It's Nobody's Business: Local artist secures grant to decorate closed businesses with crocheted hearts

Dierdre Pinnock calls the project It’s Nobody’s Business and she and her helpers will start by decorating the storefronts of eight shops on Main Street between Broadway and 12th Ave. that have gone out of business since March.

VANCOUVER, BC - October 26, 2020 - Artist Deirdre Pinnock of Deirdre Pinnock Designs places crocheted hearts on a shuttered Hem Mee Food Mart on East Broadway in Vancouver, B.C., October 26, 2020. Pinnock Designs was given a grant by the Neighbourhood Grants Committee to add crocheted hearts to abandoned storefronts in M. Pleasant -- called It's Nobody's Business Photo by Arlen Redekop / Vancouver Sun / The Province (PNG) (story by Susan Lazaruk) [PNG Merlin Archive]

Deirdre Pinnock is no stranger to yarn bombing, having left random knitted and crocheted acts of kindness all around Vancouver, but she’s truly excited about her latest project.

The Mount Pleasant crochet queen is sending a call out to fellow needle and hook enthusiasts to help craft hearts so Vancouverites can show some love to local shops shuttered by COVID-19.

Pinnock calls the project It’s Nobody’s Business and she and her helpers will start by decorating the storefronts of eight shops on Main Street between Broadway and 12th that have gone out of business since March.

“The hope is awareness and that you need to support local businesses,” said Pinnock, 56, an artist who worked on the Downtown Eastside as a tenant support worker for 10 years and was once a graffiti artist.

“We want to let the local businesses know we really appreciate them instead of just walking past them and going up to our condo,” she said. “What about the mom and pop place where you can get a $5 breakfast, instead of buying a $25 steak. Support the little shop on the corner.”

Another COVID-inspired installation at Clark and 12th was quickly removed and some yarn creations left at Strathcona Park’s homeless camp didn’t remain installed for long, she said.

But she’s magnanimous and philosophical about any yarn bombs that go missing.

“If you need it, you want it, take it,” she said. “Who am I to say that I own this? You want it? It’s yours. I’ll make another one.”

Pinnock considers herself retired from the workday world and doesn’t yarn bomb for financial gain, often completing commissions like she did recently for a regular at East Vancouver’s Dude Chilling Park who is recovering from a heart attack, and will continue to yarn bomb to, she hopes, affect change.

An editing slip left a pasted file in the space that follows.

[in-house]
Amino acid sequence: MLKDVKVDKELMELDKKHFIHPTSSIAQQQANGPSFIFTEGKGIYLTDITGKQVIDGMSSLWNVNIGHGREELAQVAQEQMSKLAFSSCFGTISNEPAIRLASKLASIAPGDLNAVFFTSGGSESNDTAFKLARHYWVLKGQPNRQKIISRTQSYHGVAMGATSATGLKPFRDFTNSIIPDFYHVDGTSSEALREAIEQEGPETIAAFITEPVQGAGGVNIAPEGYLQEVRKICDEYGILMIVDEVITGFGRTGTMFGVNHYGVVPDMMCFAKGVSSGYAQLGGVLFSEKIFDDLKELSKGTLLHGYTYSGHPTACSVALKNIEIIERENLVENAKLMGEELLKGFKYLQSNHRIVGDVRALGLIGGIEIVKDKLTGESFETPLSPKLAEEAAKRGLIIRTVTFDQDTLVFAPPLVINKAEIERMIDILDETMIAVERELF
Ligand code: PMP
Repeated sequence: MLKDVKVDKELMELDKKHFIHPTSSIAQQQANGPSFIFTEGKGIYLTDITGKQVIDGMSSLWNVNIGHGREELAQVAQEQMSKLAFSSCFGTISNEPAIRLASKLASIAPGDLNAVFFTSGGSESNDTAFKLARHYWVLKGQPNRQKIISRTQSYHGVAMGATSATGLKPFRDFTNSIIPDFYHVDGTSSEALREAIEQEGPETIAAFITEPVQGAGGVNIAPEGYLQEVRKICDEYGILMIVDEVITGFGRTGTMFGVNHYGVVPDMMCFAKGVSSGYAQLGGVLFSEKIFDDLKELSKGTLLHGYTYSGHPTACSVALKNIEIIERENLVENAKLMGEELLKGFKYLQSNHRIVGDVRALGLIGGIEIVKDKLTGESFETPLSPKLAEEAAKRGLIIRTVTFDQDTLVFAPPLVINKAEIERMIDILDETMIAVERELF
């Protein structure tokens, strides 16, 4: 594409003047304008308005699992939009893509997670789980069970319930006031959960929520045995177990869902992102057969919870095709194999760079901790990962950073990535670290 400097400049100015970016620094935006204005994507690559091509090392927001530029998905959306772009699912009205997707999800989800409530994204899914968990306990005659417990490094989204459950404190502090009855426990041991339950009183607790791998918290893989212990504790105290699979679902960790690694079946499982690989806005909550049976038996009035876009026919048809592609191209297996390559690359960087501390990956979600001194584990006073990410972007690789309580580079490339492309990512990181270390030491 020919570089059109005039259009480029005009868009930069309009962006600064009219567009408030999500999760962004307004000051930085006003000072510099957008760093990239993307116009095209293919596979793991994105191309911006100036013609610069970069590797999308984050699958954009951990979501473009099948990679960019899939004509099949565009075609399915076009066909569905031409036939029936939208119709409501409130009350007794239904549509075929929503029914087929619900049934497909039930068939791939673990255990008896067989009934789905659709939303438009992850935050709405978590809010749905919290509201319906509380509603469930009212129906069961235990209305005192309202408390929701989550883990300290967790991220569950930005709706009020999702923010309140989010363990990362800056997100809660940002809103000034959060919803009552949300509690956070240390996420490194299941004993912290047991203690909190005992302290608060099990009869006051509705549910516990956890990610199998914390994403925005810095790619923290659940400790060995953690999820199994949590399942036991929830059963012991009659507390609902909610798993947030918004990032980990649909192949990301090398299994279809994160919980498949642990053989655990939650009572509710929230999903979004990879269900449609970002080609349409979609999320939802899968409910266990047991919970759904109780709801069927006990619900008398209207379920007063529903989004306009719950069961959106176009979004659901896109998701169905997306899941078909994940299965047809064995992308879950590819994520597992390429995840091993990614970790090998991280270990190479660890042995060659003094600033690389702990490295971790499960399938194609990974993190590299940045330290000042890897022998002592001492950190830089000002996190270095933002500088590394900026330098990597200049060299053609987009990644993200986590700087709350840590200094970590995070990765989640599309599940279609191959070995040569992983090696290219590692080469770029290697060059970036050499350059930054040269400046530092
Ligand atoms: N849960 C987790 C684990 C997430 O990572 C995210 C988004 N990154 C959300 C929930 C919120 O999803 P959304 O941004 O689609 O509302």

“Just by doing art, you can really change people’s lives,” she said.

Pinnock’s art proposal got a Vancouver Art Foundation grant through the Mount Pleasant Neighbourhood House, one of 100 grants of $500 on offer this year to “bring people together but not physically together,” she said.

Pinnock’s $340 grant “will buy a lot of yarn” for her “posse of bombers.”

Her Facebook and Instagram posts have been answered by crocheters and knitters as far away as New Zealand and the U.S. A rug hooker she knows in Ladysmith crocheted 50 of them in a week and she’s mailing them to Pinnock.

She has a couple of hearts large enough to cover the storefront but most will be hand-sized and she will put up 10 on each of the stores, with plans to expand to other streets and other parts of the city, depending on the response.

And all the creations will be different “because everybody’s heart is different,” she said.

“We’ll do it respectfully,” she said. “We’ll hang one off the doorknob.”

Pinnock’s other yarn bombs include flowers on chain link fences surrounding community gardens that developers put up on empty lots and hearts she put up at Point Grey Secondary.

To encourage mask-wearing, without scolding passersby by exhorting them to “wear your mask,” she installed a large fire-breathing dragon near Commercial Drive and 12th.

She never asks for permission, to avoid the “red tape, board meetings, someone taking offence, deciding whether it should say kind or kindness,” she said.

The response has been mixed. The Point Grey students added some hearts of their own but one bombing she installed with “I can’t breathe” —  after the death of George Floyd while in police custody in the U.S. — was taken down after two months.

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